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What’s Nairobi’s drainage got to do with health?

The rains have been pounding the city relentlessly in the last few weeks. Good things have happened, clouds of dust have disappeared and the city lawns are all green and beautiful. But other untoward things have also happened; the already chaotic city life has worsened with flooding and traffic snarls. And the risk of disease has increased.

Why the increased risk of disease when it rains? Simple stuff, a sustained heavy downpour quickly saturates the ground and runs off paved streets. Urban health problems increase if excess water has nowhere to go. Such excess water may feed into and overflow sewer systems, or find its way into domestic water supplies. Drainage channels come in handy, but do they actually exist in Nairobi? City drainage systems are designed to drain excess rain and ground water from paved streets, parking lots, sidewalks and roofs. Street gutters should carry the untreated water into reservoirs, dry holding wells or straight into canals and rivers. Alternatively, combined sewer systems can drain both sanitary sewage and excess surface water, albeit at the risk of overflowing sewer lines.

Looking around Nairobi currently, you are bound to encounter lots of standing water. Standing water is a breeding ground for mosquitoes and other waterborne disease vectors, all waiting for an opportunity to inflict disease into Nairobians. Diarrhoea and vomiting diseases, especially in children, tend to increase if domestic water supplies get contaminated. This may be caused by overflowing and blocked sewer lines, with disease causing micro-organisms finding their way through bathing, domestic washing, food preparation or simply drinking infested water. The dirty urban surface water contains many pollutants that include gasoline waste, motor oil, heavy metals and, pesticides and fertilizers from garden lawns. All these can cause disease if they get into contact with humans one way or the other.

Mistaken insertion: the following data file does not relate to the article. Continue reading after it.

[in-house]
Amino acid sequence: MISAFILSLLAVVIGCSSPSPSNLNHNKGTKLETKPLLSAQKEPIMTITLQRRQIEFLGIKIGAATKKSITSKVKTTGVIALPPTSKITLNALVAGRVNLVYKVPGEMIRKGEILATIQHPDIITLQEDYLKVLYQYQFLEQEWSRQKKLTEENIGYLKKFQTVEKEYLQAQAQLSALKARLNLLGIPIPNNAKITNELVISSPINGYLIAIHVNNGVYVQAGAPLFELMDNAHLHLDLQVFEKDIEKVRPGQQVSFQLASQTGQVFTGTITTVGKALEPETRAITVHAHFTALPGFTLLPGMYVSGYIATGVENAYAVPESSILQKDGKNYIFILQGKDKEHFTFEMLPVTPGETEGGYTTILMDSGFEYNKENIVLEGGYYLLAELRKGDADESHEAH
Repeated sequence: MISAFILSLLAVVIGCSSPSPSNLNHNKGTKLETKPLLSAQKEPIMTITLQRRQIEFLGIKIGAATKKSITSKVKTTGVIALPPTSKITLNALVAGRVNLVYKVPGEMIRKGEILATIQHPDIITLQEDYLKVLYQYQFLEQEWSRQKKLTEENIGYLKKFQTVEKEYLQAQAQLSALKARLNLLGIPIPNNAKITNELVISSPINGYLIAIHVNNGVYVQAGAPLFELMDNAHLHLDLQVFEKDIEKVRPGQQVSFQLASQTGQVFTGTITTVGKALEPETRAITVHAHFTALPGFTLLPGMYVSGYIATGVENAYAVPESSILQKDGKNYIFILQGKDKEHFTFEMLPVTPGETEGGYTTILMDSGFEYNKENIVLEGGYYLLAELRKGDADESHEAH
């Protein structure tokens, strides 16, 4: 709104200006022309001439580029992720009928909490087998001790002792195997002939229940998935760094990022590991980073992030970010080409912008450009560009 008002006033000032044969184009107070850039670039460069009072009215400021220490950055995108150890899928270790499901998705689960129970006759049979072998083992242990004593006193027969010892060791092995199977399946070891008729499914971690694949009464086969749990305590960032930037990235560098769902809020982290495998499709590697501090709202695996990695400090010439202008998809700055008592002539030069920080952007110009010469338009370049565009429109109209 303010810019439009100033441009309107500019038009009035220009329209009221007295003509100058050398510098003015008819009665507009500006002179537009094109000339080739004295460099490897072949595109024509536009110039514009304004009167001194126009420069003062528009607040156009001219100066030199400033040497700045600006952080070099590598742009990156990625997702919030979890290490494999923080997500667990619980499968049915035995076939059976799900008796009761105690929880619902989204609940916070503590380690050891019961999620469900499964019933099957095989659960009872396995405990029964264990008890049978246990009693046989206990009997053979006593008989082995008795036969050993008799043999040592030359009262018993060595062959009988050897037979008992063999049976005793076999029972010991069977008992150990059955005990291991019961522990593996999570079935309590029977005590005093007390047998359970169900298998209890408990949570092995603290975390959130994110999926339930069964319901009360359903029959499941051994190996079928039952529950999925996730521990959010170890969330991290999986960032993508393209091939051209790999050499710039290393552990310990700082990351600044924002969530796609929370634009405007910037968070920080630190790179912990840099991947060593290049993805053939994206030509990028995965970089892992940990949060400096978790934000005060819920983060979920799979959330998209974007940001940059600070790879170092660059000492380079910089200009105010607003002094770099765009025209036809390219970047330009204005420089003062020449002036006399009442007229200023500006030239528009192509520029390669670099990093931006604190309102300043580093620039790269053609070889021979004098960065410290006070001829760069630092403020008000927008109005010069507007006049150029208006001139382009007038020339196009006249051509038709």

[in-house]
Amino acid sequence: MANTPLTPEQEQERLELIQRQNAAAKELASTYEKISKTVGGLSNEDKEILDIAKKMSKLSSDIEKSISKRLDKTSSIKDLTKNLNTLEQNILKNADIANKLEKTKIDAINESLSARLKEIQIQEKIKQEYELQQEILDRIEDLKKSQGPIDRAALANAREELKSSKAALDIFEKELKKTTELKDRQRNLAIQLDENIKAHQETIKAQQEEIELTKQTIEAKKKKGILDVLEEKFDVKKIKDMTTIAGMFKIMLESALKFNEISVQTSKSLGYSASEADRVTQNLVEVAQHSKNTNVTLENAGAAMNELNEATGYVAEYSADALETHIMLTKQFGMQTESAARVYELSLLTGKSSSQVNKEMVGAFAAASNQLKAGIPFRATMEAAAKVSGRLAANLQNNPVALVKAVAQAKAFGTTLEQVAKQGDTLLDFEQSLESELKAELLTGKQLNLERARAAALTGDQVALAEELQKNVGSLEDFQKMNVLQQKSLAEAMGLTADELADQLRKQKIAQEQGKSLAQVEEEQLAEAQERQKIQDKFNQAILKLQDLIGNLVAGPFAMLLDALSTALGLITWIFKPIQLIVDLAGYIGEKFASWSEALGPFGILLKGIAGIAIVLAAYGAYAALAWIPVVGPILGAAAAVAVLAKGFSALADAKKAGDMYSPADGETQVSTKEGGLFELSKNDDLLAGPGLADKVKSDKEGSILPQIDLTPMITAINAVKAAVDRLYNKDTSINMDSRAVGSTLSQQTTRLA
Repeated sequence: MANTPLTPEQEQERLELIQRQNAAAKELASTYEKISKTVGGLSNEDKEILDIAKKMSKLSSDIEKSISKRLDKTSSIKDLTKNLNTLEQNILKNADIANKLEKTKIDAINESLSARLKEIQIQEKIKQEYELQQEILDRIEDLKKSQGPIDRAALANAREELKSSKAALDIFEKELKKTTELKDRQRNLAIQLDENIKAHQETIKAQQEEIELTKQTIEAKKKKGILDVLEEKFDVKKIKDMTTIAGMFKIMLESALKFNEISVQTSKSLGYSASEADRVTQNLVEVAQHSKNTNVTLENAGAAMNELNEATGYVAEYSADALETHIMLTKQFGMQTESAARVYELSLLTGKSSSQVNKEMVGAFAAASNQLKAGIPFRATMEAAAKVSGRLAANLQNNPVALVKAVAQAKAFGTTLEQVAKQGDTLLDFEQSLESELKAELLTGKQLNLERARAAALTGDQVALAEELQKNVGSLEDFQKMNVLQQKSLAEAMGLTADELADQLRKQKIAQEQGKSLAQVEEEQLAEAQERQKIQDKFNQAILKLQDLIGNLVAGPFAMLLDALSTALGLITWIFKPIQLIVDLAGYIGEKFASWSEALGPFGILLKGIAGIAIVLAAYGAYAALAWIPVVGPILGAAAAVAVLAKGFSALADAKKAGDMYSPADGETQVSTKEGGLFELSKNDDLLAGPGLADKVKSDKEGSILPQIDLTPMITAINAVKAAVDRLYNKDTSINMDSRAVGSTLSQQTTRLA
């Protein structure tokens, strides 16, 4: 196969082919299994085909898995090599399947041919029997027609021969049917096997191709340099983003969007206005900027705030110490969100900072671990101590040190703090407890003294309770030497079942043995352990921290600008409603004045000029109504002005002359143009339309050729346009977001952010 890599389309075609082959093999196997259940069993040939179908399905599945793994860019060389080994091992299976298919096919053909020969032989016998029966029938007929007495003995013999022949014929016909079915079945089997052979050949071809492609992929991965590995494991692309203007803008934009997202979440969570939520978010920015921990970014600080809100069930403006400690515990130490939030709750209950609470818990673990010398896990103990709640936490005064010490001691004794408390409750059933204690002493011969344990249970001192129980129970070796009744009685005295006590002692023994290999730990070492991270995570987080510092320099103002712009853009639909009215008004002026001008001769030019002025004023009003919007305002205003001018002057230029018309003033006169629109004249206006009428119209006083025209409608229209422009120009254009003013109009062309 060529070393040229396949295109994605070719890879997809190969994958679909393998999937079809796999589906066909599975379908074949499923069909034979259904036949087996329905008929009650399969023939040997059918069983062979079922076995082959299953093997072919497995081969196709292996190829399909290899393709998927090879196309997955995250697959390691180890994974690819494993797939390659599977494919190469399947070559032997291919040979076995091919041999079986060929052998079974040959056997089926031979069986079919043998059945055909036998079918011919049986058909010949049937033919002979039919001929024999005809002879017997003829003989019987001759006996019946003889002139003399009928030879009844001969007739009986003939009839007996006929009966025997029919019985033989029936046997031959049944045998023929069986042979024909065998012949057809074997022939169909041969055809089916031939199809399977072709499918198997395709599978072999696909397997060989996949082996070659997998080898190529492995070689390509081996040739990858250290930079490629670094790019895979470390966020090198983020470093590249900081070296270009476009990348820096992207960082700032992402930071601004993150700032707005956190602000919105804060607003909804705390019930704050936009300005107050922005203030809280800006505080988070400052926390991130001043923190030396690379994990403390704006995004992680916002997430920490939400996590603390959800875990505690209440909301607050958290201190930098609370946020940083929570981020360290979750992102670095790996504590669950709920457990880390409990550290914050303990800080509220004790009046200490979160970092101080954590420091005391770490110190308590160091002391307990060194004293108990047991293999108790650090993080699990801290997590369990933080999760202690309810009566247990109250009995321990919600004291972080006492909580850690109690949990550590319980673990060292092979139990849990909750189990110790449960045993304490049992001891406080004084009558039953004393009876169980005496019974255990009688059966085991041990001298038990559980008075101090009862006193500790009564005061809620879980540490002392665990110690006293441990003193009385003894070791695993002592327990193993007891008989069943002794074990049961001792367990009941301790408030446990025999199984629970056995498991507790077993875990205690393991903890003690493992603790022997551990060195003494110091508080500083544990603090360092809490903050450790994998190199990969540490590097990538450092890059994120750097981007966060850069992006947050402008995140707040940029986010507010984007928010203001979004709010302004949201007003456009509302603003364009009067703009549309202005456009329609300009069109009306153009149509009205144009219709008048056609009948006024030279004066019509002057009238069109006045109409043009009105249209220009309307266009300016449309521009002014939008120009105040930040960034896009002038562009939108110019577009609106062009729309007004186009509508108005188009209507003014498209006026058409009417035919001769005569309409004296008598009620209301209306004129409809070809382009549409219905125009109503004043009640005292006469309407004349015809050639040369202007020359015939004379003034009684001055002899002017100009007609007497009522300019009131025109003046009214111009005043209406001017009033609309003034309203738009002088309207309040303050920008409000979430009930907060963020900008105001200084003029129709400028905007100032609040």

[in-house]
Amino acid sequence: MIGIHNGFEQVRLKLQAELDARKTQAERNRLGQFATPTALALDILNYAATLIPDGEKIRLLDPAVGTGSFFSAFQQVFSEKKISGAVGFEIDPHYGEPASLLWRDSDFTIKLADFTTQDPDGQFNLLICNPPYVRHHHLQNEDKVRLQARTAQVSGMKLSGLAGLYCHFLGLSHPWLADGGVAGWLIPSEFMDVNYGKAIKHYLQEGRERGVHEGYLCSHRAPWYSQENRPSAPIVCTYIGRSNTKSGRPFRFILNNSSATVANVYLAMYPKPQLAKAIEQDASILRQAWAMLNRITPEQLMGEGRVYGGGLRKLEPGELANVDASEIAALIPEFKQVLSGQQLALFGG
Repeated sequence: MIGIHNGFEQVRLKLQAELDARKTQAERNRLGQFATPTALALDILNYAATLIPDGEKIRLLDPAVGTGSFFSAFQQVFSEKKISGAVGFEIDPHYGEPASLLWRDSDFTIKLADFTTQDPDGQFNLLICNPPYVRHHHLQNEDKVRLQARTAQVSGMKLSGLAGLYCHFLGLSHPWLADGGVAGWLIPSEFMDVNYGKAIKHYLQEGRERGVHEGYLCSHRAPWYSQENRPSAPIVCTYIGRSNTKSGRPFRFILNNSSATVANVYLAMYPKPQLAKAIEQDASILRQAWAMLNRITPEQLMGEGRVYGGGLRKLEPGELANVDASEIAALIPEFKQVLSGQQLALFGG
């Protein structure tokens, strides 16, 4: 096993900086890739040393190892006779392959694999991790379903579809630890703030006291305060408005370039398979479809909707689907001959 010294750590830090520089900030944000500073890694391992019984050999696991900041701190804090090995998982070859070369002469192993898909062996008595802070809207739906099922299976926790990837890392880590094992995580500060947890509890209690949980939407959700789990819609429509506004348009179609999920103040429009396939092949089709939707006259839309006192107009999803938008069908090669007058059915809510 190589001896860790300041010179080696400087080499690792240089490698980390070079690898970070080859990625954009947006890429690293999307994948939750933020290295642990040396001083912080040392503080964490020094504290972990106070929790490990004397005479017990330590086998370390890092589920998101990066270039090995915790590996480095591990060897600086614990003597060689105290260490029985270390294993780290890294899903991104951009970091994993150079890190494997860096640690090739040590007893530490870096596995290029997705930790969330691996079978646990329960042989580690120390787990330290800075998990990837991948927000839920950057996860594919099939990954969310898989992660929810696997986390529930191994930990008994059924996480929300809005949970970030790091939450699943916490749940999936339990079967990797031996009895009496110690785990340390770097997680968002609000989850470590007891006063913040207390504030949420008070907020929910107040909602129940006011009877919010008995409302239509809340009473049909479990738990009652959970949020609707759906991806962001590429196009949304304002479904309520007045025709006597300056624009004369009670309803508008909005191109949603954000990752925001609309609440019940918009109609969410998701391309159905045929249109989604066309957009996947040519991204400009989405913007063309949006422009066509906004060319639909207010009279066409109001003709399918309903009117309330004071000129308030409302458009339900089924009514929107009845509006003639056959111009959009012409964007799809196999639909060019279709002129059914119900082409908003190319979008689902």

There is also the physical risk of drowning in flooded neighbourhoods. Poorly constructed houses in the paths of fast flowing waters have been known to collapse, leaving the occupants either homeless or at worst dead.

Nairobi has to do better before we all get swallowed by raging heavy rains. Our existing drainage systems must be continuously maintained if they are to serve their intended purpose. Nairobians must take responsibility too, there is too much plastic waste dumped into drain inlets by the city residents. This must stop. NEMA must do its work too by regulating storm waste management through residential, commercial and road building codes that cater for better drainage. Nairobi city may wish to invest in sustainable modern drainage systems that separate undesired run-off from the water, so called oil-grit separators (OGS), as attempts are made to improve the city’s drainage system. It may seem far-fetched, but the better the city’s drainage systems, the better the health for Nairobians.

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